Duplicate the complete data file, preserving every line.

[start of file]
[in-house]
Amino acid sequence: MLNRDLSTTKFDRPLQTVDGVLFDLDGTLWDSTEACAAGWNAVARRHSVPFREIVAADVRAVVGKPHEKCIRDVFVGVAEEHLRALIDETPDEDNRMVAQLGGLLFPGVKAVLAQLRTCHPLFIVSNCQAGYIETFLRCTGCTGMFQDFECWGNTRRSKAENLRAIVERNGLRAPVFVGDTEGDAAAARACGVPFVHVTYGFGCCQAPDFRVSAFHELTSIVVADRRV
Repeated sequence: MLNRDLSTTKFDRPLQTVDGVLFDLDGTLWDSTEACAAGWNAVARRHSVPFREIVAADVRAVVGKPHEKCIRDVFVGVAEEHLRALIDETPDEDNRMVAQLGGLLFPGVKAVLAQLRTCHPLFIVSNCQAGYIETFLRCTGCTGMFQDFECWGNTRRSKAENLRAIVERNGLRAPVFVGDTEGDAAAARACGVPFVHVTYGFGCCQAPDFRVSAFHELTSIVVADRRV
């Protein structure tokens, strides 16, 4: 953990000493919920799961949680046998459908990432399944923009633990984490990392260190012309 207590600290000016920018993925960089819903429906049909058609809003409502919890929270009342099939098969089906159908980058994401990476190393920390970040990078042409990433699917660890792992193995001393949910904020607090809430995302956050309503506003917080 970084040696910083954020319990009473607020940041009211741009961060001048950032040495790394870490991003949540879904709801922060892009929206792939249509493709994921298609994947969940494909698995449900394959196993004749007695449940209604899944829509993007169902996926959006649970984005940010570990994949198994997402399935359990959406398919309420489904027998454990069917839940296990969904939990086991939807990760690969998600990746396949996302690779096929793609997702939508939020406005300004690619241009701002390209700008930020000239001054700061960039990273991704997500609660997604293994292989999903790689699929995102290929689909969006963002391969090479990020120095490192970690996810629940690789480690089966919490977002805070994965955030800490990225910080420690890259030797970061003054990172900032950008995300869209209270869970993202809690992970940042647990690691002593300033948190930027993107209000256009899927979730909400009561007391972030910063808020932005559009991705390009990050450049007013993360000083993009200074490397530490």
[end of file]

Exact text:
[in-house]
Amino acid sequence: MLNRDLSTTKFDRPLQTVDGVLFDLDGTLWDSTEACAAGWNAVARRHSVPFREIVAADVRAVVGKPHEKCIRDVFVGVAEEHLRALIDETPDEDNRMVAQLGGLLFPGVKAVLAQLRTCHPLFIVSNCQAGYIETFLRCTGCTGMFQDFECWGNTRRSKAENLRAIVERNGLRAPVFVGDTEGDAAAARACGVPFVHVTYGFGCCQAPDFRVSAFHELTSIVVADRRV
Repeated sequence: MLNRDLSTTKFDRPLQTVDGVLFDLDGTLWDSTEACAAGWNAVARRHSVPFREIVAADVRAVVGKPHEKCIRDVFVGVAEEHLRALIDETPDEDNRMVAQLGGLLFPGVKAVLAQLRTCHPLFIVSNCQAGYIETFLRCTGCTGMFQDFECWGNTRRSKAENLRAIVERNGLRAPVFVGDTEGDAAAARACGVPFVHVTYGFGCCQAPDFRVSAFHELTSIVVADRRV
């Protein structure tokens, strides 16, 4: 953990000493919920799961949680046998459908990432399944923009633990984490990392260190012309 207590600290000016920018993925960089819903429906049909058609809003409502919890929270009342099939098969089906159908980058994401990476190393920390970040990078042409990433699917660890792992193995001393949910904020607090809430995302956050309503506003917080 970084040696910083954020319990009473607020940041009211741009961060001048950032040495790394870490991003949540879904709801922060892009929206792939249509493709994921298609994947969940494909698995449900394959196993004749007695449940209604899944829509993007169902996926959006649970984005940010570990994949198994997402399935359990959406398919309420489904027998454990069917839940296990969904939990086991939807990760690969998600990746396949996302690779096929793609997702939508939020406005300004690619241009701002390209700008930020000239001054700061960039990273991704997500609660997604293994292989999903790689699929995102290929689909969006963002391969090479990020120095490192970690996810629940690789480690089966919490977002805070994965955030800490990225910080420690890259030797970061003054990172900032950008995300869209209270869970993202809690992970940042647990690691002593300033948190930027993107209000256009899927979730909400009561007391972030910063808020932005559009991705390009990050450049007013993360000083993009200074490397530490």